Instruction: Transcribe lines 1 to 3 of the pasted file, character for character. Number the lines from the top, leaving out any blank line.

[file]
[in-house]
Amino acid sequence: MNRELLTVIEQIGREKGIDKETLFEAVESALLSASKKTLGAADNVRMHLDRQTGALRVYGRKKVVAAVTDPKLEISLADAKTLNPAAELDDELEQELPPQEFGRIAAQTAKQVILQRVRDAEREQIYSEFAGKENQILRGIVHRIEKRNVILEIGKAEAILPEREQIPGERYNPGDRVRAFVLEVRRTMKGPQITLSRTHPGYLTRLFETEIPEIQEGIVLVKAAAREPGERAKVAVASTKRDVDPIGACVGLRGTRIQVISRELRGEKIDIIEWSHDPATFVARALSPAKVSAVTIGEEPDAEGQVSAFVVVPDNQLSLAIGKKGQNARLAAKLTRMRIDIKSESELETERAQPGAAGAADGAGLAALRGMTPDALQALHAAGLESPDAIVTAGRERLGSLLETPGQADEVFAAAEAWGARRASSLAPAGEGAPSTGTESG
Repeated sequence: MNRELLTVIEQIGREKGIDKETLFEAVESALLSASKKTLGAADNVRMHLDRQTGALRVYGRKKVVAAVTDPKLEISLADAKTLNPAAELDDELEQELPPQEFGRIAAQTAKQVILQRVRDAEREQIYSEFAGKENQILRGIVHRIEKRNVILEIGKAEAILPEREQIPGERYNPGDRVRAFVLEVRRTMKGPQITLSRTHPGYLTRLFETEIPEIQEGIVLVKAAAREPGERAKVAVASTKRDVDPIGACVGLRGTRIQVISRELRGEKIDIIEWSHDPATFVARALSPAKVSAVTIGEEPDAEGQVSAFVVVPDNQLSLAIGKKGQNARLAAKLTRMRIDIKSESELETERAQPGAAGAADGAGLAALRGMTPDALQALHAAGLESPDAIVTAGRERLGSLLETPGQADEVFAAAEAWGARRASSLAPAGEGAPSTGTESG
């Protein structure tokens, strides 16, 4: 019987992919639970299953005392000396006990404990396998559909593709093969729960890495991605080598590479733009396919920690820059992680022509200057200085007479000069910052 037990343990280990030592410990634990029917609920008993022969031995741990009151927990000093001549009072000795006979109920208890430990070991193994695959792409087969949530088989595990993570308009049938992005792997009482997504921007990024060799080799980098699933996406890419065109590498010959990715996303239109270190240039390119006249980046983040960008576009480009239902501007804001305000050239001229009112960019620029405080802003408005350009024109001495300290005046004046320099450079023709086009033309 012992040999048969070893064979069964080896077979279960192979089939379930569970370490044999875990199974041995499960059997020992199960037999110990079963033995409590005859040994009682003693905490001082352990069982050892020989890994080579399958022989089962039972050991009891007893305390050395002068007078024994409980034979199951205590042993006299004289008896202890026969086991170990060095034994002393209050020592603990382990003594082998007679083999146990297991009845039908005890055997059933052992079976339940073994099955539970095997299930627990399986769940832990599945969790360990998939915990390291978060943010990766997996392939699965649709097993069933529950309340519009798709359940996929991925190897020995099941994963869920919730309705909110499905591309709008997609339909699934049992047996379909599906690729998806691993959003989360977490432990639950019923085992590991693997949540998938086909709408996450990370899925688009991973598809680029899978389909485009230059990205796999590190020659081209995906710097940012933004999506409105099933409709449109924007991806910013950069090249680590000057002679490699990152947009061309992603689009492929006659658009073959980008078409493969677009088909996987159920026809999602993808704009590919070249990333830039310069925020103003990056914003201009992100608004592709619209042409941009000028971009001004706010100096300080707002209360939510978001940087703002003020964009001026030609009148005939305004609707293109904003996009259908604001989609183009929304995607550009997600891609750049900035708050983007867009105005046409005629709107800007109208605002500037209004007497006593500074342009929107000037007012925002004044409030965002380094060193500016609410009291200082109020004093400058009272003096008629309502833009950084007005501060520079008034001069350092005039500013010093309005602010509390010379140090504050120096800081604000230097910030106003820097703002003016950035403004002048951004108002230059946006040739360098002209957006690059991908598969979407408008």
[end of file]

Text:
[in-house]
Amino acid sequence: MNRELLTVIEQIGREKGIDKETLFEAVESALLSASKKTLGAADNVRMHLDRQTGALRVYGRKKVVAAVTDPKLEISLADAKTLNPAAELDDELEQELPPQEFGRIAAQTAKQVILQRVRDAEREQIYSEFAGKENQILRGIVHRIEKRNVILEIGKAEAILPEREQIPGERYNPGDRVRAFVLEVRRTMKGPQITLSRTHPGYLTRLFETEIPEIQEGIVLVKAAAREPGERAKVAVASTKRDVDPIGACVGLRGTRIQVISRELRGEKIDIIEWSHDPATFVARALSPAKVSAVTIGEEPDAEGQVSAFVVVPDNQLSLAIGKKGQNARLAAKLTRMRIDIKSESELETERAQPGAAGAADGAGLAALRGMTPDALQALHAAGLESPDAIVTAGRERLGSLLETPGQADEVFAAAEAWGARRASSLAPAGEGAPSTGTESG
Repeated sequence: MNRELLTVIEQIGREKGIDKETLFEAVESALLSASKKTLGAADNVRMHLDRQTGALRVYGRKKVVAAVTDPKLEISLADAKTLNPAAELDDELEQELPPQEFGRIAAQTAKQVILQRVRDAEREQIYSEFAGKENQILRGIVHRIEKRNVILEIGKAEAILPEREQIPGERYNPGDRVRAFVLEVRRTMKGPQITLSRTHPGYLTRLFETEIPEIQEGIVLVKAAAREPGERAKVAVASTKRDVDPIGACVGLRGTRIQVISRELRGEKIDIIEWSHDPATFVARALSPAKVSAVTIGEEPDAEGQVSAFVVVPDNQLSLAIGKKGQNARLAAKLTRMRIDIKSESELETERAQPGAAGAADGAGLAALRGMTPDALQALHAAGLESPDAIVTAGRERLGSLLETPGQADEVFAAAEAWGARRASSLAPAGEGAPSTGTESG